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Thread: WH Economist....

  1. #11
    Senior Member YardleyLabs's Avatar
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    Quote Originally Posted by road kill View Post
    Mr. Yardley,
    In the Forbes article Hatzius talks of "increasing inventories."
    Eveyone I know in the real world (not Govt or Academia) we are fighting to reduce inventory.

    Essentially in the articles you posted I see excuses, not answers or clear assesments.

    "slobbering love affair" regards.....
    Maybe you would prefer the following: http://www.conference-board.org/pdf_.../bci/modem.pdf

    If you bother to read it, you will see that leading indicators began to turn around shortly after the funds began flowing from the stimulus package, ending a decline that started in 2007. Concurrent indicators, as expected, are now beginning to turn around, reflecting a fairly typical 3-6 month lag behind leading indicators. I will admit, however, that I am relying on those well known liberal bastions in quoting from Forbes (who is quoting the lead economist at Goldman) and The Conference Board (a business group).

  2. #12
    Senior Member road kill's Avatar
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    Quote Originally Posted by YardleyLabs View Post
    Maybe you would prefer the following: http://www.conference-board.org/pdf_.../bci/modem.pdf

    If you bother to read it, you will see that leading indicators began to turn around shortly after the funds began flowing from the stimulus package, ending a decline that started in 2007. Concurrent indicators, as expected, are now beginning to turn around, reflecting a fairly typical 3-6 month lag behind leading indicators. I will admit, however, that I am relying on those well known liberal bastions in quoting from Forbes (who is quoting the lead economist at Goldman) and The Conference Board (a business group).
    It was a bother and I did read it.

    In there real world, where people have to work, produce & show a profit there is no "upturn" yet.
    They also have seen NO stimulus money.
    Inventories are to high, so nothing is getting manufactured, so no one buys pallets, people are layed off or on reduced hours, so the vending machines in the cafeterias are not selling out (inventory & waste) so the guy who stocks the machines is not getting a new truck this year so the guy who sells the truck (or not) won't be buying the TV at Christmas, so the kid who works at Best Buy won't be selling it and making the commision to spend on stuff for college, so those stores will have excess inventory and won't turn as big a profit.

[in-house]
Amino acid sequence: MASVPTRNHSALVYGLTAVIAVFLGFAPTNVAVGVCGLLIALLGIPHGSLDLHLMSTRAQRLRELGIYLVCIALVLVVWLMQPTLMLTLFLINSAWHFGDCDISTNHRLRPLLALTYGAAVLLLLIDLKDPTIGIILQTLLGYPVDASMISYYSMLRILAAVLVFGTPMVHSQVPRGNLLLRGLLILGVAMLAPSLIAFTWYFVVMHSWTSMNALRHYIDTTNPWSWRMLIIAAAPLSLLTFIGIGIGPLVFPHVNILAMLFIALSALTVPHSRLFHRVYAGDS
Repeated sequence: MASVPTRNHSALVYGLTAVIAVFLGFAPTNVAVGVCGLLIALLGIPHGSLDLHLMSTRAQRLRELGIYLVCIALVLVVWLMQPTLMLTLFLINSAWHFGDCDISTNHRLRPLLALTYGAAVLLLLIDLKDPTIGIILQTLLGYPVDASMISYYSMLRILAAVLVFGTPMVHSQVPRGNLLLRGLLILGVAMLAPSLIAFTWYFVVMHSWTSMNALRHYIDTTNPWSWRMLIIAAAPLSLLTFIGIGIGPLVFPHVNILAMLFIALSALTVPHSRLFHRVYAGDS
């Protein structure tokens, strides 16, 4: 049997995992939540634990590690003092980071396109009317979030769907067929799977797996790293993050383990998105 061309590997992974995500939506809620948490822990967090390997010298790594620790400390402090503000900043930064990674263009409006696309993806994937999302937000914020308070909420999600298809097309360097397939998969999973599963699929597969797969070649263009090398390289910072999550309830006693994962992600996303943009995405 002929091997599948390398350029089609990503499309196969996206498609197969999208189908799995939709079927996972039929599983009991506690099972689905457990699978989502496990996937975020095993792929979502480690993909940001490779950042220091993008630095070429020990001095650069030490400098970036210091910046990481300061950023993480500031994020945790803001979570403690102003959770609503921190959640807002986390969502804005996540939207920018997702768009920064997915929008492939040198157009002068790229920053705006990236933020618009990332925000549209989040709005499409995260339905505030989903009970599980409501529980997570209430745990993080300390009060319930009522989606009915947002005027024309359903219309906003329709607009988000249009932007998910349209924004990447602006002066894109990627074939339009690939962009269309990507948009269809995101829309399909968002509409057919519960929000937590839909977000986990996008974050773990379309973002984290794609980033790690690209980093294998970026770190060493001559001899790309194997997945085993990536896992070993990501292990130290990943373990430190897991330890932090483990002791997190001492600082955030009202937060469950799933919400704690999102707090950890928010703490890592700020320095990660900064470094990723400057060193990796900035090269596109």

Ronald Reagan was on to something!!

    But as long as we are all happy screwing the rich.............
    Stan b & Elvis

  3. #13
    Senior Member TXduckdog's Avatar
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    Quote Originally Posted by YardleyLabs View Post
    Before anyone starts thinking this is an admission of failure, it should be noted that in January, when the stimulus plan was still under discussion, the estimates provided by Romer and other economists were that the proposed stimulus plan would reduce the unemployment rate by about 2% (less than one-third of the projected increase at that time, or about one-fourth of the actual increase experienced). It was never estimated that the stimulus plan would prevent a loss of jobs and consequent increase in unemployment (See, for example, http://krugman.blogs.nytimes.com/200...n-on-stimulus/). The estimates at that time were that the effect would reach its peak early in 2010 and then decline over the next year. The initial parts of the plan were to have immediate tax cuts that would be paid out in small enough amounts that they would go to spending instead of savings in contrast to previous tax rebate programs, (implemented in February) and to extend unemployment benefits including subsidies for COBRA premiums (done). The spending components of the plan required approval and implementation of capital projects through state governments. This is moving forward with the primary impact not expected until next spring. That benefit should extend the boost already provided. Most economists have estimated that the stimulus plan, as implemented, has boosted economic growth by 2-3% and is the only reason that we now appear to be emerging from the recession that many felt would drive unemployment to 12-15% and last until late 2010 or longer. While that is a lot of good news, the reality is that for the majority of Ammericans jobs are not being created at a level that provides a middle class income. Instead, those jobs are still moving off shore where labor is cheaper.
    Jeff...you sure can paint lipstick on a pig.

    They should have been concentrating on job preservation right from the get go by stimulating business growth,,,instead of tax, tax, tax. How the hell you can quote Krugman is beyond me....talk about voodoo economics.

    Their estimates were wrong.....its already peaked and it's all downhill for 2010.

    Emerging from the recession....with close to 10% unemployment and HC looming on the near horizon???.....brother...you ain't seen nothing yet.


    You are so whistling past the graveyard.
    Train the dog, the ribbons will take care of themselves.

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